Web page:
According to figures contained in the Agricultural Statistics report for 2016, released by Economic Development, in 2012, 37,004 vergées of land were classified ‘in agricultural use’. By 2016 that total had fallen to 33,313 vergées.
The president of the Jersey Farmers Union, Peter Le Maistre, says the figures are a cause for concern. ‘What is worrying in the report is that we are still seeing a loss of agricultural land,’ he said. ‘The area of land farmed in Jersey fell from around 37,000 vergées in 2012 to 33.313 in 2016, and that amounts to about ten percent. That is the statistic that sticks out for me in the report.’
The report shows that the exported tonnage of Jersey Royal potatoes remained stable between 2006 and 2016 while the gross return per tonne of the crop increased by 33 per cent (£250 per tonne).
Over the same period the total value of all crops exported by Island farmers fell from £53,300,353 to £42,322,137.
The figures for outdoor vegetable and fruit production are mixed over the five years between 2012 and 2016: parsley production fell from 26 vergées to four, main crop potatoes rose from 627 vergées to 794 vergées, the area given to growing onions went up from 25 vergées to 82 vergées and 21 more vergées were given over to producing carrots.
When it comes to the dairy sector the total number of milking cows fell from 5,152 in 2012 to 4,939 in 2016, while milk production increased from 12,613,000 litres in 2012 to 13,909,000.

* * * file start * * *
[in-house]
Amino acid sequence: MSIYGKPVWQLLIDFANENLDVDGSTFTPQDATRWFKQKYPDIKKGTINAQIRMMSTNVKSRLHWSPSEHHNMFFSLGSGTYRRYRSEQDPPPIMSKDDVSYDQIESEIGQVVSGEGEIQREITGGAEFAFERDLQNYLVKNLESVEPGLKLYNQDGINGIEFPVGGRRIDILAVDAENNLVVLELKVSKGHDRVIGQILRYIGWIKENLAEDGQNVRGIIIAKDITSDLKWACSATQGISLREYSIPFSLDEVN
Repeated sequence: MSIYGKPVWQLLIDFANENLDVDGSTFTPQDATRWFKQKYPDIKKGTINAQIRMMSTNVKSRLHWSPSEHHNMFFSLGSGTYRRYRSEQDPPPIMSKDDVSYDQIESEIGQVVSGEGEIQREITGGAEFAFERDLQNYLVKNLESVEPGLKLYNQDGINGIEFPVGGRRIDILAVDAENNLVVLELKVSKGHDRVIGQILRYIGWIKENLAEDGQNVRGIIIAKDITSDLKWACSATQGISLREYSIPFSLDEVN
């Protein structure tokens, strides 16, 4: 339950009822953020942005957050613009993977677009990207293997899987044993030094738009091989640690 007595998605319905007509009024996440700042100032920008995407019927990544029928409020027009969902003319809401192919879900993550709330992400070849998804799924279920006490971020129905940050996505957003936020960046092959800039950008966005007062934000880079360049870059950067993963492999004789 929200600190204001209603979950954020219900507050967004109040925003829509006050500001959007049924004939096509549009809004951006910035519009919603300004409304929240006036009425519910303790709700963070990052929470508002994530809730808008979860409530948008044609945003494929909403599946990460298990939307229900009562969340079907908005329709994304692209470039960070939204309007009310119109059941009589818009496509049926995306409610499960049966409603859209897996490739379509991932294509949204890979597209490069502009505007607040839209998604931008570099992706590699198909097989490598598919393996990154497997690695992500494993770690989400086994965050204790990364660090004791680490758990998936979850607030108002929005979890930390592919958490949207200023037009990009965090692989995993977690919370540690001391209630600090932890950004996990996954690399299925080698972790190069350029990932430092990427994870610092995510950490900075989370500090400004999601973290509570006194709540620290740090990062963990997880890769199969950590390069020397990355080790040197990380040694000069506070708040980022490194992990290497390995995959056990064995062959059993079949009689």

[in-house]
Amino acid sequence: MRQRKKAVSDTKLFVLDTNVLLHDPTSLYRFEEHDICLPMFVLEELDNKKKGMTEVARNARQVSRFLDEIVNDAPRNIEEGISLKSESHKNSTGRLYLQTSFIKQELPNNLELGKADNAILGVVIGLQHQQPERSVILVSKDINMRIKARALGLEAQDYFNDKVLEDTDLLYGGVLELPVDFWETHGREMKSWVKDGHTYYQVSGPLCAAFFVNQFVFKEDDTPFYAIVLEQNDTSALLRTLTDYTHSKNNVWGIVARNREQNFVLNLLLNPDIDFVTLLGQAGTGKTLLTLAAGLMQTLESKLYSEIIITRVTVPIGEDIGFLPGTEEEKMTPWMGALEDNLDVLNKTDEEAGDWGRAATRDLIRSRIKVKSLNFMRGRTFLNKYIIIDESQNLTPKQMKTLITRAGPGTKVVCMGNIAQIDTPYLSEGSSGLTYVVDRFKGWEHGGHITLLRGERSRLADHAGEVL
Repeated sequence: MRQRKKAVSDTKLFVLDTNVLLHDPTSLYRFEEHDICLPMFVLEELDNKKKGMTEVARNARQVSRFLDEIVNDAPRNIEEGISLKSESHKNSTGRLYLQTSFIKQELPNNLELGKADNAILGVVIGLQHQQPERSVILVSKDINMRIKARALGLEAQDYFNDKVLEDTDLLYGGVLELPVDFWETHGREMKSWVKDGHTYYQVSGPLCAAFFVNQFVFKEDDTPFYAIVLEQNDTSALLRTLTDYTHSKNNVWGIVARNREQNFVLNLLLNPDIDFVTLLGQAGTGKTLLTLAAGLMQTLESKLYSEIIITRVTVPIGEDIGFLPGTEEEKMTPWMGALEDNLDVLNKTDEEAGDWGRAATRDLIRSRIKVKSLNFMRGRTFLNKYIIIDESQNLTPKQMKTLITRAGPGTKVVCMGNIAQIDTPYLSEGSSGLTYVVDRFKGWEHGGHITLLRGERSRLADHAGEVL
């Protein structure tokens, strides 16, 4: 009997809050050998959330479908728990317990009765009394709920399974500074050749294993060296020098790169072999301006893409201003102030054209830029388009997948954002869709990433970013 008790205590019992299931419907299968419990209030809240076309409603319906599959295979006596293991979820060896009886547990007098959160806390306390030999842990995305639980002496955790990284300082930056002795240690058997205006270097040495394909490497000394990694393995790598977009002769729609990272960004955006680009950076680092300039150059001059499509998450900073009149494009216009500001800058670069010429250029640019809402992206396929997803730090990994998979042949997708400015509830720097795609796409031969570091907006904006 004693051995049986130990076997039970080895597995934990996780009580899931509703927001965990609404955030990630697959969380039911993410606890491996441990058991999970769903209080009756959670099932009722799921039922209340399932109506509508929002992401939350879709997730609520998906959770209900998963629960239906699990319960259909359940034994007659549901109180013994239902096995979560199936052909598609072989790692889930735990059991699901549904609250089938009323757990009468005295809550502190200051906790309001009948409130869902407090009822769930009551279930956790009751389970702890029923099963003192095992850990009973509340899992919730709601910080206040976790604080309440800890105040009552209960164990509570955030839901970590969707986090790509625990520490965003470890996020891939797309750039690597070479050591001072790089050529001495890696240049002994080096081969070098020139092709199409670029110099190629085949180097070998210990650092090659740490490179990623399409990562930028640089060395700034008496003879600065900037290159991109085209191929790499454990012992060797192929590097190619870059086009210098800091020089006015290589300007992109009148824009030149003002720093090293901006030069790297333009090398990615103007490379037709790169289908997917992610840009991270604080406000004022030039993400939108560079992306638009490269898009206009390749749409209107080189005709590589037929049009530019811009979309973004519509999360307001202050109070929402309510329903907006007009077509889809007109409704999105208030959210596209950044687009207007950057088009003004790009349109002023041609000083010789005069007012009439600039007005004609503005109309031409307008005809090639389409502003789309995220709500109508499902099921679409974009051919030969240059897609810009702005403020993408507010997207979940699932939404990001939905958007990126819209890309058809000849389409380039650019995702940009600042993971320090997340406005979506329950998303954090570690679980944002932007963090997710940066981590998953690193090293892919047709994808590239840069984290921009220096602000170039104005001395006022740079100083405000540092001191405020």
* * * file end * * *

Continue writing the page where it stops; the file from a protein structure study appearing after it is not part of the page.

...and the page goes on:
The report says the ongoing reduction in the head of cattle is due to a range of factors, including a reduction in the number of dairy farms in Jersey, where increased production has been driven by the importation of semen from pedigree Jersey bulls – mostly in North America – since the lifting of the centuries old ban in 2008. Since then the local breed has been refined to improve milk yield.
Economic Development Minister Lyndon Farnham says for the first time the report has been compiled using a new online method which allows department officers to streamline the statistical information it gathers and to make comparisons over longer, ten-year periods.
‘Much effort has been made this year to transform the way in which these statistics are collected, which will make the publication of the 2017 report a far more productive exercise,’ he said.
‘The report provides a valuable snapshot of the industry and allows us to see areas of good performance, as well as those sectors, such as organic production, where improvements can be made.’